Statistical analysis

Statistical analysis was performed using SPSS statistical software (version 13; SPSS, Chicago, IL). Data are expressed as frequencies, as means ± SD, or as median (interquartile range). Frequency differences were compared using the χ2 test (with the Yates continuity correction) or a Fisher exact test when appropriate. The exploration of statistical differences between groups for quantitative variables was investigated using multiple linear regression. Comparisons were adjusted for age of recruitment, duration of disease, sex, and therapy. The nonparametric Mann-Whitney test was used to investigate the relation between TPO titers (units) and number of antibodies. Data for triglycerides, HDL, and ZnT8A titers (units) were transformed using log base 10 to normalize their distributions. HLA DQB1 and DRB1 allele frequencies were in Hardy-Weinberg equilibrium (i.e., observed and expected genotype frequencies did not differ significantly). HLA class II alleles were evaluated as described previously (11).


Prevalence of ZnT8As

As reported previously, of the 193 patients with autoimmune diabetes identified within the NIRAD study (4.5% prevalence of adult-onset diabetes), 191 had GADAs and 39 had IA-2As; of these, 154 had GADAs only, 2 had IA-2As only, and 37 had both (9). ZnT8As-COOH were detected in 36 of 193 (18.6%) autoimmune (all 36 with GADAs and 20 with both GADAs and IA-2As) and 16 of 1,056 (1.4%) patients with type 2 diabetes (Fig. 1); ZnT8As-NH2 were rare and were found only in 4 of 193 (2.1%) patients with autoimmune diabetes (3 also having ZnT8As-COOH) and 1 of 348 (0.3%) patients of the subset of matched patients with type 2 diabetes. Therefore, ZnT8As hereafter are intended to be ZnT8As-COOH if not otherwise specified. The prevalence of ZnT8As within autoimmune patients was higher in younger patients and declined with age: in subjects aged 0–49 years, n = 22 (12.2%); in subjects aged 49.1–58.8 years, n = 12 (6.6%); and in subjects aged >58.9 years, n = 8 (4.4%) (Ptrend = 0.0058). Within the originally defined autoimmune diabetic group, 20 patients were positive for three autoantibodies, 33 for two autoantibodies (17 with GADAs and IA-2As, 16 with GADAs and ZnT8As), and 140 for one antibody only (138 with GADAs and 2 with IA-2As) (Fig. 2).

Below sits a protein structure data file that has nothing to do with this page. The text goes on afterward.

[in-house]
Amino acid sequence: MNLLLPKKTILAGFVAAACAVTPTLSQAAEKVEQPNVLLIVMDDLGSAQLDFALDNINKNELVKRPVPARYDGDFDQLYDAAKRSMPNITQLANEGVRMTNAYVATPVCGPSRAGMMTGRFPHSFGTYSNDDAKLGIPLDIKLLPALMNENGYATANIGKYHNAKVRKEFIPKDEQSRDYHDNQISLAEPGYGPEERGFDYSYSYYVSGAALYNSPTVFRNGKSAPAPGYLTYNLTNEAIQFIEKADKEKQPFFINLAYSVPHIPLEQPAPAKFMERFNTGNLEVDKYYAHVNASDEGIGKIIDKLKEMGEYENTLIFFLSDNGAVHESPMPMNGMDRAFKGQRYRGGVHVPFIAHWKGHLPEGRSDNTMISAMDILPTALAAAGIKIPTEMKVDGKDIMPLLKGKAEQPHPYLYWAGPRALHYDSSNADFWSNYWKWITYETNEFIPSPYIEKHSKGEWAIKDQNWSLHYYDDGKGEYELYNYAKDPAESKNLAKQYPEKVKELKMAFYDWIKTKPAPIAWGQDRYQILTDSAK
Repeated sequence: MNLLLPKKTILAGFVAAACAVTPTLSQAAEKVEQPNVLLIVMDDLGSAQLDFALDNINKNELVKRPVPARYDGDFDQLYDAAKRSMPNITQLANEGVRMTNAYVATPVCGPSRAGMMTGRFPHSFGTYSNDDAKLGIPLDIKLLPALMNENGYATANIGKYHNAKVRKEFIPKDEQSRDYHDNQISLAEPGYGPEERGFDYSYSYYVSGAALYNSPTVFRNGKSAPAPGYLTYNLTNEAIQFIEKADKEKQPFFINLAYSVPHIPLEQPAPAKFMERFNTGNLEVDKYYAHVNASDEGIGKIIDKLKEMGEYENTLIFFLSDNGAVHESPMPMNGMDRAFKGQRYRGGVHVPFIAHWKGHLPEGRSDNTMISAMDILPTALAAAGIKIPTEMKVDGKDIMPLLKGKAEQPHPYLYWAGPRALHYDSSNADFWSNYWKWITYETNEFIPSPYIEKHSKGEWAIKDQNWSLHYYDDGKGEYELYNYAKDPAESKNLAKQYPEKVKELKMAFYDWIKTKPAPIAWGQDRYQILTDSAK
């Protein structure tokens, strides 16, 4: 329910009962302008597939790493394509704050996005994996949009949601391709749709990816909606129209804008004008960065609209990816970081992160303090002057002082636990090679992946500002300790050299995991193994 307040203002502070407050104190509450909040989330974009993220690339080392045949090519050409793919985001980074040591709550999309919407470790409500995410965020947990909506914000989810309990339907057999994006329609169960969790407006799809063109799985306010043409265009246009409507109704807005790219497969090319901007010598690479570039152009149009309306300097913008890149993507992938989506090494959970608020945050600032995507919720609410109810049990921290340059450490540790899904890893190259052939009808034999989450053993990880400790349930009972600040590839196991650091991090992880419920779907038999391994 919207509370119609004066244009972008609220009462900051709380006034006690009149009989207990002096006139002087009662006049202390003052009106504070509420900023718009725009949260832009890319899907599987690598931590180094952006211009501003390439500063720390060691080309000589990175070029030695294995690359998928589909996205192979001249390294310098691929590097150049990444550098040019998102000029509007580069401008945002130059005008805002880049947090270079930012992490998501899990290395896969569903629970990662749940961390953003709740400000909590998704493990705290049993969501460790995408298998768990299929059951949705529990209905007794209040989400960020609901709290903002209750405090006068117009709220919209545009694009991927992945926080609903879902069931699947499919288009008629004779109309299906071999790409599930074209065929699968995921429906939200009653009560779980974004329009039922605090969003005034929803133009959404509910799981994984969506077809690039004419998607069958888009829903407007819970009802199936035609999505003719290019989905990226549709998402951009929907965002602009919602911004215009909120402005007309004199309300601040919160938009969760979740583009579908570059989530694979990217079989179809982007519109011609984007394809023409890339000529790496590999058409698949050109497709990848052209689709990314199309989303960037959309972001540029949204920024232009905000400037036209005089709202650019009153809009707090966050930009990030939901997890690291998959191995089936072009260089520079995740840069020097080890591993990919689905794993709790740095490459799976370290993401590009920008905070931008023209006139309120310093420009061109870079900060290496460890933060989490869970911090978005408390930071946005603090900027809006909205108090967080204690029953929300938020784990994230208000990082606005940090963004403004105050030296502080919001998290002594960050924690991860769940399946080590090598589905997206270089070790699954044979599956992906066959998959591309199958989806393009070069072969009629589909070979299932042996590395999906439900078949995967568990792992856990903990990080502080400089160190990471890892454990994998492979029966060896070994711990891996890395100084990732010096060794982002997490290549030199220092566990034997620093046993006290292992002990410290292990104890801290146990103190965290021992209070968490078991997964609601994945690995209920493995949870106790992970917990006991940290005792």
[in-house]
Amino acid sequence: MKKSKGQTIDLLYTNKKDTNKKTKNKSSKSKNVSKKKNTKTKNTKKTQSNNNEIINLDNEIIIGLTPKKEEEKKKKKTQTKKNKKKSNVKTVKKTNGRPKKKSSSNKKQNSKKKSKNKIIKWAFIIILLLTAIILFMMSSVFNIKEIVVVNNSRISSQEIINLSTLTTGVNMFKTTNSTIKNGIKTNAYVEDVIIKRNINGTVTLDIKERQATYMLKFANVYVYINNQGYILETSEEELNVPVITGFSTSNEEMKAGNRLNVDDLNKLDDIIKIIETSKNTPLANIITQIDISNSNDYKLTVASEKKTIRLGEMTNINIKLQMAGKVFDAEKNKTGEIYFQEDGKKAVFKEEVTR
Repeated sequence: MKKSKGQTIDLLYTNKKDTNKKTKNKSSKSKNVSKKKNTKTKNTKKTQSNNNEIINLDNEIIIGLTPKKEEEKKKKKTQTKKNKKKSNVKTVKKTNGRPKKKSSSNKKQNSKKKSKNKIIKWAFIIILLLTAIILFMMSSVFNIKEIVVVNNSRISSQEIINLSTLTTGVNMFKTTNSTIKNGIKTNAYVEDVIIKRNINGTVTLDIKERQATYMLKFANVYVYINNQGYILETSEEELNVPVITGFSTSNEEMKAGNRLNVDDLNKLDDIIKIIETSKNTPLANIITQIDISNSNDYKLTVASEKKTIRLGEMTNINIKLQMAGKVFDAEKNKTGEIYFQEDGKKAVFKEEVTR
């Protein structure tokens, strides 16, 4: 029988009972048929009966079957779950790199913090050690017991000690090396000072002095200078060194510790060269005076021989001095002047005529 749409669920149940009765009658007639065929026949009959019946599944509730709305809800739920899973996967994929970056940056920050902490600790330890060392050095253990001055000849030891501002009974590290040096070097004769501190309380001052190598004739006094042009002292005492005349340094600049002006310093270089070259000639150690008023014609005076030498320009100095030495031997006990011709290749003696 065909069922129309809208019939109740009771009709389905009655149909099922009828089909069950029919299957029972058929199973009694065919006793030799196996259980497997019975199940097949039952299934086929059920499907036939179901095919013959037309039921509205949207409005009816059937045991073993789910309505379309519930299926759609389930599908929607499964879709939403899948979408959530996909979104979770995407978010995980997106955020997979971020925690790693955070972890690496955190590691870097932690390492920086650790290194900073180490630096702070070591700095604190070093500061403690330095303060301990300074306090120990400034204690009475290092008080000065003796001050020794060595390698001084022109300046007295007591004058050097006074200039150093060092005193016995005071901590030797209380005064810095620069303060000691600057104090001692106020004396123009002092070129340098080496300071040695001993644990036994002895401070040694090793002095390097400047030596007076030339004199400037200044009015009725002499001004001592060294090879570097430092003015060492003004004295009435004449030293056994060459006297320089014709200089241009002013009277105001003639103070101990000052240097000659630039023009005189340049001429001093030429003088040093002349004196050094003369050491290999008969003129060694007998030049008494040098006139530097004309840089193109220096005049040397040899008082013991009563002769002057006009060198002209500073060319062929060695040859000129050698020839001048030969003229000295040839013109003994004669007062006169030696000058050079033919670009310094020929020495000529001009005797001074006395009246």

Figure 1
ZnT8As directed against the COOH domain are more frequent in patients with high-titer GADA positivity. Filled symbols indicate IA-2A positivity also. Dotted line indicates the threshold for positivity.
Figure 2
Venn diagram of autoantibody combinations in autoantibody-positive patients with adult-onset diabetes.

ZnT8As, other autoantibodies, and clinical phenotype

Within the original group of autoimmune patients (with either GADAs and/or IA-2As), those having ZnT8As more frequently had associated high GADA titers (>32 arbitrary units, equivalent to 300 World Health Organization units) (11) and IA-2As (both P < 0.01 vs. ZnT8A-negative). However, within the group with high GADA titers, no statistically significant differences in clinical features were observed between ZnT8A-positive and -negative patients.